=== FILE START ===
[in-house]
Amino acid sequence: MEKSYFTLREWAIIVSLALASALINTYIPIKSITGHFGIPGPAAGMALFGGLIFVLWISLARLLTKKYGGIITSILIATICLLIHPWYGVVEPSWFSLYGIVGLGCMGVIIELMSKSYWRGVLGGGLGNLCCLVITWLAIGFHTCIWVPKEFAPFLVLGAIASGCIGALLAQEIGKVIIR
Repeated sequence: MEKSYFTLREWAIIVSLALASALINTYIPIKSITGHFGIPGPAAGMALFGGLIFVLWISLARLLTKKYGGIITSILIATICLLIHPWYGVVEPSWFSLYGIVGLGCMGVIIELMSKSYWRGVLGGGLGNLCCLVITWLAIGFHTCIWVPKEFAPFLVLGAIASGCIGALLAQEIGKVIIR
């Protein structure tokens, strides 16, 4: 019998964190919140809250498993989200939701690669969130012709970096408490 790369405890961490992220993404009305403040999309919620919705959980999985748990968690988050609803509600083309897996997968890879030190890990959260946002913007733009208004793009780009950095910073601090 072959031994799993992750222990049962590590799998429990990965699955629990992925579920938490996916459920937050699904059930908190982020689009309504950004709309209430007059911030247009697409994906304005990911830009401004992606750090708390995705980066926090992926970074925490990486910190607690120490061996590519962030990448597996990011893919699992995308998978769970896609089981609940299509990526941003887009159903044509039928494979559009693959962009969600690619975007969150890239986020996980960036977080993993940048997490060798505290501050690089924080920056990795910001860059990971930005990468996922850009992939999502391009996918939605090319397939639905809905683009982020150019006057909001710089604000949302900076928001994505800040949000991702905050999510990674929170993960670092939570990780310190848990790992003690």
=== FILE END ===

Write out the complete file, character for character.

[in-house]
Amino acid sequence: MEKSYFTLREWAIIVSLALASALINTYIPIKSITGHFGIPGPAAGMALFGGLIFVLWISLARLLTKKYGGIITSILIATICLLIHPWYGVVEPSWFSLYGIVGLGCMGVIIELMSKSYWRGVLGGGLGNLCCLVITWLAIGFHTCIWVPKEFAPFLVLGAIASGCIGALLAQEIGKVIIR
Repeated sequence: MEKSYFTLREWAIIVSLALASALINTYIPIKSITGHFGIPGPAAGMALFGGLIFVLWISLARLLTKKYGGIITSILIATICLLIHPWYGVVEPSWFSLYGIVGLGCMGVIIELMSKSYWRGVLGGGLGNLCCLVITWLAIGFHTCIWVPKEFAPFLVLGAIASGCIGALLAQEIGKVIIR
């Protein structure tokens, strides 16, 4: 019998964190919140809250498993989200939701690669969130012709970096408490 790369405890961490992220993404009305403040999309919620919705959980999985748990968690988050609803509600083309897996997968890879030190890990959260946002913007733009208004793009780009950095910073601090 072959031994799993992750222990049962590590799998429990990965699955629990992925579920938490996916459920937050699904059930908190982020689009309504950004709309209430007059911030247009697409994906304005990911830009401004992606750090708390995705980066926090992926970074925490990486910190607690120490061996590519962030990448597996990011893919699992995308998978769970896609089981609940299509990526941003887009159903044509039928494979559009693959962009969600690619975007969150890239986020996980960036977080993993940048997490060798505290501050690089924080920056990795910001860059990971930005990468996922850009992939999502391009996918939605090319397939639905809905683009982020150019006057909001710089604000949302900076928001994505800040949000991702905050999510990674929170993960670092939570990780310190848990790992003690």